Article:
ICFLIX To Expand With More TV Shows, First ISIS Movie



Mon, 22 Feb 2016 - 01:13 GMT


Mon, 22 Feb 2016 - 01:13 GMT

Online entertainment streamer ICFLIX, offering affordable content in Arabic, plans on making more original TV shows and films this year, including the first movie to tackle the ISIS issue.

by Sherif Awad

Netflix is set to be huge when it lands in Egypt this month, but despite all the raving, there are audiences in the Middle East and North Africa region who still want their Arabic content. Seeing a gap in the market, high-tech entrepreneur Carlos Tibi co-founded a new video-on-demand (VoD) platform in 2013. ICFLIX offers Jazwood (Arabic content), Bollywood and Hollywood movies, TV series, documentaries and kids animation to a large group of cinema and television fans in the MENA region.

Before ICFLIX, Tibi held a number of senior management positions where he successfully designed and implemented e-commerce solutions for leading IT and Secure Cloud companies. His vision for ICFLIX was to create an over-the-top library, streaming content online, anywhere, anytime and on any device. Egypt Today interviewed Carlos Tibi for a sneak peek at ICFLIX’s 2016 plans for the streaming market and the Arab film industry. What did you do before founding ICFLIX?

I started my career on the West Coast California where I worked in technology. I advised Fortune 500 companies and had most Fortune 100 companies as clients, helping them to structure and make their businesses more efficient by leveraging technology solutions. While I was in the US, I felt this pent-up demand for Arabic content. You couldn’t find it anywhere and if you did, it would be chopped up into different pieces, so you had to watch the first half then the other. Everyone was asking if they could have something like Netflix but in Arabic, so I thought, why don’t we do something with Arabic content. That’s when I came up with the idea for ICFLIX, an entertainment platform that combined Hollywood, Bollywood and Jazwood — a term we coined to represent Arabic cinema and programming. In 2013, we launched the service online and on some smart devices and now, ICFLIX is available across 8,000+ devices.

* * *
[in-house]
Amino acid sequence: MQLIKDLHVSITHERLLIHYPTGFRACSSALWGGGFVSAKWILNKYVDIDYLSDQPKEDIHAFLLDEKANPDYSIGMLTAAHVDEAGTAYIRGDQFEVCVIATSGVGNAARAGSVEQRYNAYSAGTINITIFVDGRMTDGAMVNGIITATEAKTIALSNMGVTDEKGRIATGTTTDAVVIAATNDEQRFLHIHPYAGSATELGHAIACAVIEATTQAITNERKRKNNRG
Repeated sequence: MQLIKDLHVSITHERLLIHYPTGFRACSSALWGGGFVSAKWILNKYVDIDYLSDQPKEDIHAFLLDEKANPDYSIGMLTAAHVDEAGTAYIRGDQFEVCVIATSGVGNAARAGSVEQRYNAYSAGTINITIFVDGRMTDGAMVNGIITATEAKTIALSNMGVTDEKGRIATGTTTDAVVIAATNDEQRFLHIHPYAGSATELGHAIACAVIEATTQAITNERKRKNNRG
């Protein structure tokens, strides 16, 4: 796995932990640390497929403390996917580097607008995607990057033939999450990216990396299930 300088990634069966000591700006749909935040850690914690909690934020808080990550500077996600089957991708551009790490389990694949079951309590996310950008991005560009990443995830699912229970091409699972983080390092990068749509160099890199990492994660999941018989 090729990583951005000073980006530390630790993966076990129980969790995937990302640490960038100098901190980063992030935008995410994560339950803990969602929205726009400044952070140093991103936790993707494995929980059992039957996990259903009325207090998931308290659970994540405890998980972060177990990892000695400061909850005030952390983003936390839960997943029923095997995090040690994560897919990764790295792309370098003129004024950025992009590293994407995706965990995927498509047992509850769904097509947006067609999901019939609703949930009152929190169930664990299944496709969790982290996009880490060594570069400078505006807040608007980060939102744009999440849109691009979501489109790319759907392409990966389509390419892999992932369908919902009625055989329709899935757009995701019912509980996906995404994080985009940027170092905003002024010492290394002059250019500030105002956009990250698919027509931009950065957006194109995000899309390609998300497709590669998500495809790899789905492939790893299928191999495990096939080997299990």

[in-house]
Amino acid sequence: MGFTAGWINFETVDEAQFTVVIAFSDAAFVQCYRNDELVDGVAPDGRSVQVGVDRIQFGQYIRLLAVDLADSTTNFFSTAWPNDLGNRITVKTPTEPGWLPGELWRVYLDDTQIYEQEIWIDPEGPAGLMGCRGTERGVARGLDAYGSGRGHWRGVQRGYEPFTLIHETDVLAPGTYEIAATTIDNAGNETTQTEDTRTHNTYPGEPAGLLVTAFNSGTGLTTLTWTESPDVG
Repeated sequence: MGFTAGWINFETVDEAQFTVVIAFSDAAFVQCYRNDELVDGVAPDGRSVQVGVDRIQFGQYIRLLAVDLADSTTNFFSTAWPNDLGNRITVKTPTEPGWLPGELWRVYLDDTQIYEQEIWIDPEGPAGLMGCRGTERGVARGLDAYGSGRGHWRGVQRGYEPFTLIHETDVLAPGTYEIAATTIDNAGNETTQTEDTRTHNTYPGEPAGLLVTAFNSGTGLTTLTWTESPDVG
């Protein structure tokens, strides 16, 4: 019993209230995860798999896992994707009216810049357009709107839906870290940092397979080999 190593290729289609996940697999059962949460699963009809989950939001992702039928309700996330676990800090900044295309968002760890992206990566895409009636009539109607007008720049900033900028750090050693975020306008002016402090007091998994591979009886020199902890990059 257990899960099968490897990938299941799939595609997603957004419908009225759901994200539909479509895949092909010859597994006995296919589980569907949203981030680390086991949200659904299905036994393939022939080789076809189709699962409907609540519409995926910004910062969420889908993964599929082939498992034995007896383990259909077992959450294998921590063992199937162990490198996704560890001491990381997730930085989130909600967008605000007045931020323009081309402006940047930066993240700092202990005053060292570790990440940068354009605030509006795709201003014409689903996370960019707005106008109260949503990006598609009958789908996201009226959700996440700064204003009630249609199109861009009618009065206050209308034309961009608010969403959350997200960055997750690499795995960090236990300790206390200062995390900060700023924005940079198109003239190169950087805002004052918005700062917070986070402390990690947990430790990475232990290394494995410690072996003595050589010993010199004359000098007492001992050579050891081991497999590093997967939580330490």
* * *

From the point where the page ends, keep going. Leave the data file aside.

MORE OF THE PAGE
[caption id="attachment_459535" align="alignnone" width="620"]Carlos Tibi, a high-tech entrepreneur, saw a gap in the market and co-founded a new video-on-demand platform in 2013. Carlos Tibi, a high-tech entrepreneur, saw a gap in the market and co-founded a new video-on-demand platform in 2013.[/caption]

Back then the ICFLIX launch events in Egypt, Tunisia and Morocco were the talk of the town, with many celebrities from these countries attending.

Yes, and for 2016 we have many strategic partnerships lined up with telecom operators across the region. So far, we have 700,000+ subscribers including 100,000+ from Egypt, each paying around LE 50 per month to see all our content. Previously we had slowed down the expansion across the Egyptian market because of the sociopolitical situation.

Did ICFLIX face any difficulties in acquiring films and series from the regional and international sellers given the fact that many of its competitors buy their content?

We did face problems in the past because some entertainment providers in the region would buy outright output deals from the major studios so no one else could get rights to the content. However, I see the situation is changing slowly and hopefully the studios will realize that they are locking their content away from viewers.

Do you censor content?

We do not believe in censoring content. We screen films uncut. However, if we find a program having very offensive content, we will not screen it at all. Also with each country we tend to localize the content to that user’s preference.

But a film like Al-Maraa Wa Al-Satoor (The Woman and the Cleaver) had some scenes cut?